(Computing) For many, Google Glass and other wearable devices might appear to be the latest overhyped fad.
However, when smartphones first arrived, few would have suspected they’d become such an integral part of working life in the modern enterprise. The same could be said for tablets, which are seeing more applications added to match demand for enterprise use – Microsoft Word for Apple’s iPad being a notable example.
Businesses would therefore be wise to harness the potential benefits offered by Google Glass, but they should also be wary, because if one pattern has repeated itself when it comes to new technology, it’s that it isn’t long before hackers and cyber criminals target it as a means of gaining access to an organisation’s IT infrastructure.
The message is therefore clear, Google Glass represents the next major threat to enterprise security, with the ability of the wearable device to record video – be the user aware it’s recording or not – capable of being used for cyber espionage and data theft.
“I think many of the main concerns you’d see with carrying your mobile into a site and leaving it on so you could record what’s happening, you’re having the same situation with Google Glass, it’s just the form factor makes it easier to actually get away with doing that,” Earl Perkins, research vice president in systems security and risk at Gartner, toldComputing.
He also suggested fear of Google Glass-wearing spies could lead to a rise in physical security at organisations keen to hide sensitive data.
“You’re going to see a big influx in physical security decisions that will be running concurrently with wearable technology decisions,” said Perkins.
“You’re going to have to beef your security practices up, leading to a renaissance in physical security. That means we’regoing to beef up a lot of what we used to do around perimeter protection, access control to buildings, facilities management even, places where you’re going to attempt to sense wearable technologies.” . . . (read more)
Many tech giants have recently made a big push in wearable items – from watches with integrated cellphones, to smart glasses that can record what we see in day-to-day life. Yet, many of these seemingly harmless items are raising security concerns.
Paul Martini, co-founder and CEO of iboss, says that it’s through a device’s ability to interact with the outside world that those security concerns come into place.
“For example, if Google Glass did not have the ability to record video, there would be no worry that sensitive data within an organization could be recorded and lost,” he says.
“If a smart watch did not have a microphone, there would be no worry that confidential information could be audio-recorded and transferred outside the network. So, by looking at these devices’ abilities to interact with the analog world around them, we can begin to assess the challenges of applying appropriate security measures to protect valuable assets and information.”
In addition to a device’s ability to obtain data, we need to look at storing and transferring data, Martini says.
“This is the difference between the original calculator and Samsung’s Galaxy Gear smart watch. Whereas the calculator watch had the ability to sum and multiply numbers, it didn’t have the ability to transfer and in most cases store the information.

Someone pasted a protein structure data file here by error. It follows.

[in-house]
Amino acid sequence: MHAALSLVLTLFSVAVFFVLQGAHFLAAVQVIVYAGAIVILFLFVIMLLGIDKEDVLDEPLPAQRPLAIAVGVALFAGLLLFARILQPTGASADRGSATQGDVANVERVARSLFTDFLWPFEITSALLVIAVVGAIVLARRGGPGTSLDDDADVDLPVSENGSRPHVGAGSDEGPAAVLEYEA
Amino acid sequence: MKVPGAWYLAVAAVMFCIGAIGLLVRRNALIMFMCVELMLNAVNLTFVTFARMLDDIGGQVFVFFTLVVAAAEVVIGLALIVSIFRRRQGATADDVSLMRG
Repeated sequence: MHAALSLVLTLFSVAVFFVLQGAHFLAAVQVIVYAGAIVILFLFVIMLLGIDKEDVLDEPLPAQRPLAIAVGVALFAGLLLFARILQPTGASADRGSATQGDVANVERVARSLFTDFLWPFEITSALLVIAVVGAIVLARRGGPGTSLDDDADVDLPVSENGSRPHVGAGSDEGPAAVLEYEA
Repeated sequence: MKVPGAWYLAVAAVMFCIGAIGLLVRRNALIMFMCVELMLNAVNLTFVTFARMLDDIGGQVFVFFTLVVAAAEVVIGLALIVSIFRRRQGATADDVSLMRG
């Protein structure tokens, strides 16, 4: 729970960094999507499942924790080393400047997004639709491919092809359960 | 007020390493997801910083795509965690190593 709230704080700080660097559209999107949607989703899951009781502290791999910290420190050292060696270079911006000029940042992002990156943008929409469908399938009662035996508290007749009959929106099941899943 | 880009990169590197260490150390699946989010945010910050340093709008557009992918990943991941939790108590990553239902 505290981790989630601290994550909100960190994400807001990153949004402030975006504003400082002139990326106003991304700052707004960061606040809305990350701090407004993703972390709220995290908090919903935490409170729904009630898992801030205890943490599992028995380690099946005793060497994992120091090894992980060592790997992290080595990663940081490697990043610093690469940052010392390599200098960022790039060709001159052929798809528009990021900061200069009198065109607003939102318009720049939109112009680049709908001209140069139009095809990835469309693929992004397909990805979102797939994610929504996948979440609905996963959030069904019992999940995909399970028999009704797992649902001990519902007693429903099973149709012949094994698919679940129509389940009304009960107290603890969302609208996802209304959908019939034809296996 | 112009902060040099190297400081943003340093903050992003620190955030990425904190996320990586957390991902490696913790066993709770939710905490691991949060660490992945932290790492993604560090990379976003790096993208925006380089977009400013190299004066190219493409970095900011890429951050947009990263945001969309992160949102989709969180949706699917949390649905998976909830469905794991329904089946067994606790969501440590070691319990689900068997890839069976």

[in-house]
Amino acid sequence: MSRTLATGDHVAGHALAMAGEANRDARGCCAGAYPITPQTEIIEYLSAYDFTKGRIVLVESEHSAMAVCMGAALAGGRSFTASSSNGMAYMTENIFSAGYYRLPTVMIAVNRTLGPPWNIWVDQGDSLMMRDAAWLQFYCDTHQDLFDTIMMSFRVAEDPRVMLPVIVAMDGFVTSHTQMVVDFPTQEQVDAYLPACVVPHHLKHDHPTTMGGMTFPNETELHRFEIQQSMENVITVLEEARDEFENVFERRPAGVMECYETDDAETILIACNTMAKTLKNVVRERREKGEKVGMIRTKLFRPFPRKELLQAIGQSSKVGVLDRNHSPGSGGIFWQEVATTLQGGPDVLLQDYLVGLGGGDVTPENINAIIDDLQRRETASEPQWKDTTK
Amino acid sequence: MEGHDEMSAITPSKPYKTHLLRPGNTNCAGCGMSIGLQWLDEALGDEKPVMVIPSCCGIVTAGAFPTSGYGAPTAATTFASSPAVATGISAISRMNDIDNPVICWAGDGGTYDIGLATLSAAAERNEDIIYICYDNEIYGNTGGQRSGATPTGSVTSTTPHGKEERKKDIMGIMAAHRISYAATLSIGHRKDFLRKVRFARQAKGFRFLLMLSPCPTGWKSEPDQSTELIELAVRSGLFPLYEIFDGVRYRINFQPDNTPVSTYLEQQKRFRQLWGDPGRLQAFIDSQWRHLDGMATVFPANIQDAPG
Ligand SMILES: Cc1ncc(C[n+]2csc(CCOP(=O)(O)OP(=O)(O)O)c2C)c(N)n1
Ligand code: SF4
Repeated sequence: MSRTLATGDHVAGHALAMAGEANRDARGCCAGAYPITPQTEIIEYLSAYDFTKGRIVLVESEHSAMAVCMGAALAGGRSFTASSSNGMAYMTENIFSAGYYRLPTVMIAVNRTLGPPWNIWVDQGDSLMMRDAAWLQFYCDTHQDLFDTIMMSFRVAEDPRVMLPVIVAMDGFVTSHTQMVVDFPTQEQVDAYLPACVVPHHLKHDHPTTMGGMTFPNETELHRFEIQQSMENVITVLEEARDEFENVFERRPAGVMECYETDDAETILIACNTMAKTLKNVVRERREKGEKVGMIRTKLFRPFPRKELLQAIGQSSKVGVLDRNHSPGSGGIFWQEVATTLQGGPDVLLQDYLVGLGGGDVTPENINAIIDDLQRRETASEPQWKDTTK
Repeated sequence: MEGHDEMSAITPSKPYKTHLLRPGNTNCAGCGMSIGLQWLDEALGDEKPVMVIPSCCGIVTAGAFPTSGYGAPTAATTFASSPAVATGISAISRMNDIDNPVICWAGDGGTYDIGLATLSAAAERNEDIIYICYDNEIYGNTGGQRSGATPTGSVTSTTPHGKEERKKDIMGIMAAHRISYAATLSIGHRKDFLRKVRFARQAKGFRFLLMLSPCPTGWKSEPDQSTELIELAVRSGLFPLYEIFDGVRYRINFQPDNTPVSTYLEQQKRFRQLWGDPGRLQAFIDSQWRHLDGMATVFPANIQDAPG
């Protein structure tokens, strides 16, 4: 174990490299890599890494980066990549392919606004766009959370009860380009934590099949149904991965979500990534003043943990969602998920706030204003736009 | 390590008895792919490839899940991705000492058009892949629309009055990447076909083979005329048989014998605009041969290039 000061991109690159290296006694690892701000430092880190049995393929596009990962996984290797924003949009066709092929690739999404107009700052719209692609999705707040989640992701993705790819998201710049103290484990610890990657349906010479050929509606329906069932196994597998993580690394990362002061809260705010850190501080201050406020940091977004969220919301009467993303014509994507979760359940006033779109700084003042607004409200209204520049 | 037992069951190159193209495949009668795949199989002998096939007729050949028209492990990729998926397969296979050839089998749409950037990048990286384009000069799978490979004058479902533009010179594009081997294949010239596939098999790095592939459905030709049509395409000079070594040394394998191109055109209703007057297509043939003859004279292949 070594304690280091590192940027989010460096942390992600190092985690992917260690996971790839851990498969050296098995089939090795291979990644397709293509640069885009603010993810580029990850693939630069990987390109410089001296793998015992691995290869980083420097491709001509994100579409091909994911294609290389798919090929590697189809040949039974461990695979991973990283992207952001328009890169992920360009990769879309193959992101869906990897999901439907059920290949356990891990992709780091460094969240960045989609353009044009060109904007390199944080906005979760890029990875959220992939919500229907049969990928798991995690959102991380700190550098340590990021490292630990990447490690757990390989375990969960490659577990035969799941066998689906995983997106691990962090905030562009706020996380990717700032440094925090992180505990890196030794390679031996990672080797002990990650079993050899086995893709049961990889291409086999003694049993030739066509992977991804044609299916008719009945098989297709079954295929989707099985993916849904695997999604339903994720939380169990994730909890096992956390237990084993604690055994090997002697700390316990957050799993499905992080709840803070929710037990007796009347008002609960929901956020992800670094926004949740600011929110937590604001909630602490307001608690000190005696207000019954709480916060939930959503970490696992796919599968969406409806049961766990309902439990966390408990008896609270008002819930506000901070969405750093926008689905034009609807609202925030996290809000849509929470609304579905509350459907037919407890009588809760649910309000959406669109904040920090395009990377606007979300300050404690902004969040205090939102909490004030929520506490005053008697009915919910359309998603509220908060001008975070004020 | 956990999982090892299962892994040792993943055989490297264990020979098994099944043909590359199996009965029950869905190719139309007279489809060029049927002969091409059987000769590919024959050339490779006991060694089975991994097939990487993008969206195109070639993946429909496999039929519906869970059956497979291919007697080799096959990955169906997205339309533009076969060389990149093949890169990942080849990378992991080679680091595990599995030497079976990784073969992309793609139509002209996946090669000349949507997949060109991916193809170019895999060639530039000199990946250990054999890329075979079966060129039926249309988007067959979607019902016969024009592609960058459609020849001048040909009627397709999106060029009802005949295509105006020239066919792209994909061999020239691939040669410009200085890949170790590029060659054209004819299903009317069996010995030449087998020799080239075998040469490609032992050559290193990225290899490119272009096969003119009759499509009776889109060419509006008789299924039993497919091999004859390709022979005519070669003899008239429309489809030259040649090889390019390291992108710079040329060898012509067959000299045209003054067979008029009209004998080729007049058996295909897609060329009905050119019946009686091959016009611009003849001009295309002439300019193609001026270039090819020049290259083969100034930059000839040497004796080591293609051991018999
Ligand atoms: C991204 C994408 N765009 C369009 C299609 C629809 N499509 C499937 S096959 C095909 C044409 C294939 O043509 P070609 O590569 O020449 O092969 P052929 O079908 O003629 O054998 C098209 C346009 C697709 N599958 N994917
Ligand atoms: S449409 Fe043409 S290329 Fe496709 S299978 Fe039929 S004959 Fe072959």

“In contrast, the Galaxy Gear watch sends and receives text messages, makes phone calls and stores voice recordings. Fundamentally, these watches have the ability to both store and transfer data. This is the second critical piece that makes today’s wearable technology like this a security concern for business. Although the data being stored may be harmless, it does not discriminate about the type of data being stored or transferred. The data could be sensitive, violating one of many privacy laws such as HIPAA, or be the company’s Intellectual Property. The ability to store and transfer data is where the problem resides.” . . .
Google Glass: Possible Password Stealing Threat? (Phirelite)
. . . Recent research done at the University of Massachusetts Lowell has shown that wearers of Google Glass, wearable augmented-reality computing eyewear, have the ability to crack 90% of smartphone pins from up to ten feet away when using video recognition software.
This software, developed by the researchers, allows devices to track shadows cast by finger taps, so the thief does not even need to be over your shoulder to steal a passcode. The researchers found that even with an 8-digit PIN, there was a 73% success rate of capturing it. . . .
Beware of wearables (Advisen)
. . . New technologies frequently produce new risks and new regulatory issues. Few new technologies, however, result in as complex a risk conundrum as the emerging area of wearable computing devices.
Google Glass is perhaps the best known of this new breed of wearable technology, which also includes “smartwatches” and various types of sensing devices that can be strapped on your body or embedded in clothing. Google Glass is a lightweight wearable computer that offers smartphone-type functionality operated by voice commands, with information shown unobtrusively via a tiny head-mounted display.
Samsung, Sony, Pebble and Casio already offer smartwatches, but Apple’s soon-to-be-released iWatch is widely expected to define the market for this type of wearable device. . . .For corporate IT and information security professionals, wearables represent one more threat vector to contend with. As business uses of wearables emerge, BYOD policies will need to be extended to account for the specific risks posed by these devices.. . . .